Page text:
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I have an akka actor system running using scala. Now I need to configure multiple devices in parallel so I have a Manager actor that manages all those configuration tasks. To actually configure them he will spawn a Worker actor per configuration so that they run concurrently or parallel. Now the Worker actor doesn't really need to receive messages from the manager during the configuration he only needs to do his thing and then report that he has finished back to the Manager.

Now the question is do I pass the instructions and the ActorRef of the Manager in the constructor of the Worker or do I create it and then send it a message like Do(action: => Unit) and it will then reply to sender upon completion? Is there a convention how to do this or is one considered good practice?

EDIT: As Vladimir Matveev reminded me the reference to the Manager is not a problem as it is already known through the hierarchy in context.parent. That leaves only the question of how to pass the work to the Worker.

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If Manager spawns workers directly, you do not need to pass Manager reference to them. Workers can use context.parent to access Manager ActorRef. –  Vladimir Matveev Dec 11 '13 at 6:58
@VladimirMatveev Oh yeah thats true. But what about the work they should do? Also is context.parent still the Manager if I spawn in the future using context.scheduler.schedule...? I think it should be because it is a closure but I am not sure about that. –  mgttlinger Dec 11 '13 at 6:59
If you use context inside an actor to spawn child actors, they will have this actor as a parent regardless of where you use context inside this actor. That's pretty logical, because, as you have said, context variable is just closed over, but it is still the same context. –  Vladimir Matveev Dec 11 '13 at 7:07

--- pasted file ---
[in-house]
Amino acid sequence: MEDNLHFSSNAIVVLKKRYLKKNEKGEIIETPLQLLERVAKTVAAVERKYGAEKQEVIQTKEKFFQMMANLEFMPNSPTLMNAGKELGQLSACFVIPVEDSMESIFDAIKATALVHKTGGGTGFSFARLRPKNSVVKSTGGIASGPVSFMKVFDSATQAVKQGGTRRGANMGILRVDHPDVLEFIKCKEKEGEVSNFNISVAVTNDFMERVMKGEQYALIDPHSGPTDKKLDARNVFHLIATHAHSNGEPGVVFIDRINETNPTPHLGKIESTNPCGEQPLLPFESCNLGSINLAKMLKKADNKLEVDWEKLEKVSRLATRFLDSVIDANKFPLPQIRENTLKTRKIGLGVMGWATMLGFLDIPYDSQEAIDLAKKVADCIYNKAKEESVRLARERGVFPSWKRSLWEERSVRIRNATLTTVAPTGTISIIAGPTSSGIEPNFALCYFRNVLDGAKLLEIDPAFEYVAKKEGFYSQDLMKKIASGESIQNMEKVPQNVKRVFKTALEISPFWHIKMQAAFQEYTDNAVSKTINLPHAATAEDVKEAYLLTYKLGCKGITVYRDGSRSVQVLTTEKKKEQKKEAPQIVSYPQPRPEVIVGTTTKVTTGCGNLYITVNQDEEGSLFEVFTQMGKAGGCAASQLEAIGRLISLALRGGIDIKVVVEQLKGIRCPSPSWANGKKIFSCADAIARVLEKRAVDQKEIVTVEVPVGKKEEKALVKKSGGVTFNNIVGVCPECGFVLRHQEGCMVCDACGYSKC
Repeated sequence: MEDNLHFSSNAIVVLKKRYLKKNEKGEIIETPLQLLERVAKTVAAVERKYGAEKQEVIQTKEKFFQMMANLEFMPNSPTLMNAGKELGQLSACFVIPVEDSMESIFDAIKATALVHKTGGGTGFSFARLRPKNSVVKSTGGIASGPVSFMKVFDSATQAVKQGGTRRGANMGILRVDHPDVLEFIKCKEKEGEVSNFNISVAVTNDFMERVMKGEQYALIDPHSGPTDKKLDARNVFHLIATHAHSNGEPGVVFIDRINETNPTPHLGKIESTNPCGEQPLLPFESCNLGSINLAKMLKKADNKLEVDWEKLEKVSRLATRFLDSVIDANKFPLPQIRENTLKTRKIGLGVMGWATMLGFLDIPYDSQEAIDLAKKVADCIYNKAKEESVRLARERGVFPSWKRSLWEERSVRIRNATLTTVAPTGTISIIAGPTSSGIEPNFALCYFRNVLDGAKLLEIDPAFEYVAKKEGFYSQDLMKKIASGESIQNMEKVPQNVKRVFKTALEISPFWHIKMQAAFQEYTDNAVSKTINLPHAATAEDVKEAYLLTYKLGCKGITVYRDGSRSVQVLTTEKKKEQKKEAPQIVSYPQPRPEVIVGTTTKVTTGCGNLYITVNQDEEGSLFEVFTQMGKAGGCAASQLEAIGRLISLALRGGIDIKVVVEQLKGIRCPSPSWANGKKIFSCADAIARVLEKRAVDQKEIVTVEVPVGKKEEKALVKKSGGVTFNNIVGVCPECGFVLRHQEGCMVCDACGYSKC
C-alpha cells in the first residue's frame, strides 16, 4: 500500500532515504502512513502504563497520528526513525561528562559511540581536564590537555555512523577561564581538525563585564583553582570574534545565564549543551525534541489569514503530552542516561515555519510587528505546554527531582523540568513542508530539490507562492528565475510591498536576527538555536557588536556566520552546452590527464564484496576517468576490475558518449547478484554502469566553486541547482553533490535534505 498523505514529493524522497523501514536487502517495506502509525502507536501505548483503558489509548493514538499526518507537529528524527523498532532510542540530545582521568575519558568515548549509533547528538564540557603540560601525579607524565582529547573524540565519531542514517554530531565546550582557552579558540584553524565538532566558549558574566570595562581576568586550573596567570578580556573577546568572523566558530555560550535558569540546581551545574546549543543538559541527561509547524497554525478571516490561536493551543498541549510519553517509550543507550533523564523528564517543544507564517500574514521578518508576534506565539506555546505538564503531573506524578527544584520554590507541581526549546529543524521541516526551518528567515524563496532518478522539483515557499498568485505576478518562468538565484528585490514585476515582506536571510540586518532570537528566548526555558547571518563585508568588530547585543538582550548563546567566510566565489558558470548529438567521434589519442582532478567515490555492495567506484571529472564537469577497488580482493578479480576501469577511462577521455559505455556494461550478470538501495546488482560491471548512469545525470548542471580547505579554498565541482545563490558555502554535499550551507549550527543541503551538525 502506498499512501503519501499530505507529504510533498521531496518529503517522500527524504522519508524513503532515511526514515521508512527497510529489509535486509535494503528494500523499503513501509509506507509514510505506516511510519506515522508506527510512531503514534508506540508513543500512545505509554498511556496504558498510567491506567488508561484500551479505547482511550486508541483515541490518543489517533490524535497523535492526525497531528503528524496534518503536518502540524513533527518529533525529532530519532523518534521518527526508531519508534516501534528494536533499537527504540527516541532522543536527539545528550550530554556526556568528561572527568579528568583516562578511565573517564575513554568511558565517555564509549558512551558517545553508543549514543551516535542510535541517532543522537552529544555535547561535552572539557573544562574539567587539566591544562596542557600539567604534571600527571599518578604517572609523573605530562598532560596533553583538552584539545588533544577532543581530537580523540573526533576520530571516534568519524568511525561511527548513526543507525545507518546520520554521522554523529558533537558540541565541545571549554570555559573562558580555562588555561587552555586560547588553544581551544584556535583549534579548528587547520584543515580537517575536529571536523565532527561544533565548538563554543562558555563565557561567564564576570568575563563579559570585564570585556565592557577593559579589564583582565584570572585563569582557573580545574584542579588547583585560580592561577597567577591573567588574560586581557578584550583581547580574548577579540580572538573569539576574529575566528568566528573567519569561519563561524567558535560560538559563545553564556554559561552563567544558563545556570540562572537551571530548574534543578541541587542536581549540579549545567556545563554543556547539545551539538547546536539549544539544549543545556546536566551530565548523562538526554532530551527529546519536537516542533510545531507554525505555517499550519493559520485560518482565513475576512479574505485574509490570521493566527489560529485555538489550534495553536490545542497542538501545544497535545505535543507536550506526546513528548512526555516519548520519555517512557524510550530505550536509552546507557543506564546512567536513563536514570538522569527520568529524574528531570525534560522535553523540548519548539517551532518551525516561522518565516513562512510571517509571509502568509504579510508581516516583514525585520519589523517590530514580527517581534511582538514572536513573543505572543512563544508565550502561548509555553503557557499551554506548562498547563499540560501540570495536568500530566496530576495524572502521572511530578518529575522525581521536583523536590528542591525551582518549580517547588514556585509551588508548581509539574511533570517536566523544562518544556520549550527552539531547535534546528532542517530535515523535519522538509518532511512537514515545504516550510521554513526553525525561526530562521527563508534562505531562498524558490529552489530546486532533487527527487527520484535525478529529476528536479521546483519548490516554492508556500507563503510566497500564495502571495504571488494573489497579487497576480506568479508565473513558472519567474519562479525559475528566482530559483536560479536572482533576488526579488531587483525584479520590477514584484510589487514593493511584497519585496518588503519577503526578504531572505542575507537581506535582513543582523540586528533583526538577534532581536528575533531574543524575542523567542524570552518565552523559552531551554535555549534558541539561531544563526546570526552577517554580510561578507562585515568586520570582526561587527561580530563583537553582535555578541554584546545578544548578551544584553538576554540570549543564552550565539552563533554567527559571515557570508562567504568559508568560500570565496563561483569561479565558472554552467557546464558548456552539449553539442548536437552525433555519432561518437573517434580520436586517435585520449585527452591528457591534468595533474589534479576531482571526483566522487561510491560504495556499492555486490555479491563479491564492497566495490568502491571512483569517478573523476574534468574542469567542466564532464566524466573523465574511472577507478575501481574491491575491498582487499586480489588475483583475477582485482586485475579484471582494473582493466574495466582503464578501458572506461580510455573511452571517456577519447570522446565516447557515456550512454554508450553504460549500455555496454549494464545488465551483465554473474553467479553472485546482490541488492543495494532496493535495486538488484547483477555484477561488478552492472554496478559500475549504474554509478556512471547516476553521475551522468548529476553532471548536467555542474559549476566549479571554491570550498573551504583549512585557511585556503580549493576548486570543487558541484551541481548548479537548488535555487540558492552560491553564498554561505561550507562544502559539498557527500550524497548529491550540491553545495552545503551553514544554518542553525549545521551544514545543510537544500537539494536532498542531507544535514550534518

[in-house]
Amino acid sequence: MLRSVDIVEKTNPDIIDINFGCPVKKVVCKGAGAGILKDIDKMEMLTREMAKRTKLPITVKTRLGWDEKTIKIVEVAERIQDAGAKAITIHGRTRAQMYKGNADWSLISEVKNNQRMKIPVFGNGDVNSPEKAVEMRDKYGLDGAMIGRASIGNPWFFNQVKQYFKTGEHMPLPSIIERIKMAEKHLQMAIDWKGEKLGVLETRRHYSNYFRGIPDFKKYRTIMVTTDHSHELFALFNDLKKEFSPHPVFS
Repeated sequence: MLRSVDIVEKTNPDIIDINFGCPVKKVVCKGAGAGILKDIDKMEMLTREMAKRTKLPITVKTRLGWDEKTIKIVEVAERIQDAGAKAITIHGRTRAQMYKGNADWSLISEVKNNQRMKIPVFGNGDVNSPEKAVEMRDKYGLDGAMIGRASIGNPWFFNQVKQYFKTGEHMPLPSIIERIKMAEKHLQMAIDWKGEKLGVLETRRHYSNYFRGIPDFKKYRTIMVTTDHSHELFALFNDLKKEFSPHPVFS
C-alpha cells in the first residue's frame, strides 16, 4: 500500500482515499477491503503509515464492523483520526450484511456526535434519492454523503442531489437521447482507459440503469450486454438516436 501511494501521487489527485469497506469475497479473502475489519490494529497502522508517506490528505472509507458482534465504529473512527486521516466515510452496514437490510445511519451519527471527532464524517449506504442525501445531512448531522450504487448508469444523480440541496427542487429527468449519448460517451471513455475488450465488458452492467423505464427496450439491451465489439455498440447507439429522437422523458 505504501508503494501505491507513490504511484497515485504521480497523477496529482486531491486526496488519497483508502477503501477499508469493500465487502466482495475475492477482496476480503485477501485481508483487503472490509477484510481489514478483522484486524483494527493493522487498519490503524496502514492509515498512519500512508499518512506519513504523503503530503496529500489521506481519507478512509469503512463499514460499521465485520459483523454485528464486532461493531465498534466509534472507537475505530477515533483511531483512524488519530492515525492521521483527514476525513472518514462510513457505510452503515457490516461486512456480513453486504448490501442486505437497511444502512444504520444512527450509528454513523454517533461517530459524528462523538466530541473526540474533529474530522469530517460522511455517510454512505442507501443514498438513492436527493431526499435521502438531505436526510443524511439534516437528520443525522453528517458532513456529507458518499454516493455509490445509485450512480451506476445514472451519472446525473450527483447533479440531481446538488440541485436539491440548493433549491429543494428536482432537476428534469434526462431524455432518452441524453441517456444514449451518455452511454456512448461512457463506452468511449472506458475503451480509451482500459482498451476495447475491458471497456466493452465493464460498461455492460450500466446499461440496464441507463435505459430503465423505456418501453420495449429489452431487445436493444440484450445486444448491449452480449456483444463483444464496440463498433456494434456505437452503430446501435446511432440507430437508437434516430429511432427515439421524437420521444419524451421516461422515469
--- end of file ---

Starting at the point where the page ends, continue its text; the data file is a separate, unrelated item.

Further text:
1 Answer 1

up vote 2 down vote accepted

You are right, the work should be passed to the worker via messages. As this is the most safe way to communicate with an actor. It also enables you to use a dispatcher in front of the actor to split assigned work over multiple workers.

To make things clear, here is a short example:

import akka.actor.Actor
import akka.actor.Props

case class Start()
case class Finished()
case class Do(action: () => Unit)

class Manager extends Actor {

  override def preStart() =
    self ! Start()

  def receive = {
    case Start() =>
      val workers = context.actorOf(
        Props[Worker].withRouter(RoundRobinRouter(nrOfInstances = 5)))
      context.system.scheduler.schedule(5 seconds, 5 seconds, workers, Do(() => 1 * 1))

    case Finished() =>
      println("A worker finished work.")

class Worker extends Actor {
  def receive = {
    case Do(f) =>
      sender ! Finished()

After the manager gets started, it will create 5 workers and send them something to work on every 5 seconds. The Workers will execute the work and report back when they are finished. You can either use sender (always report to the issuer of the work) or context.parent (always report to the manager) to report finished work.

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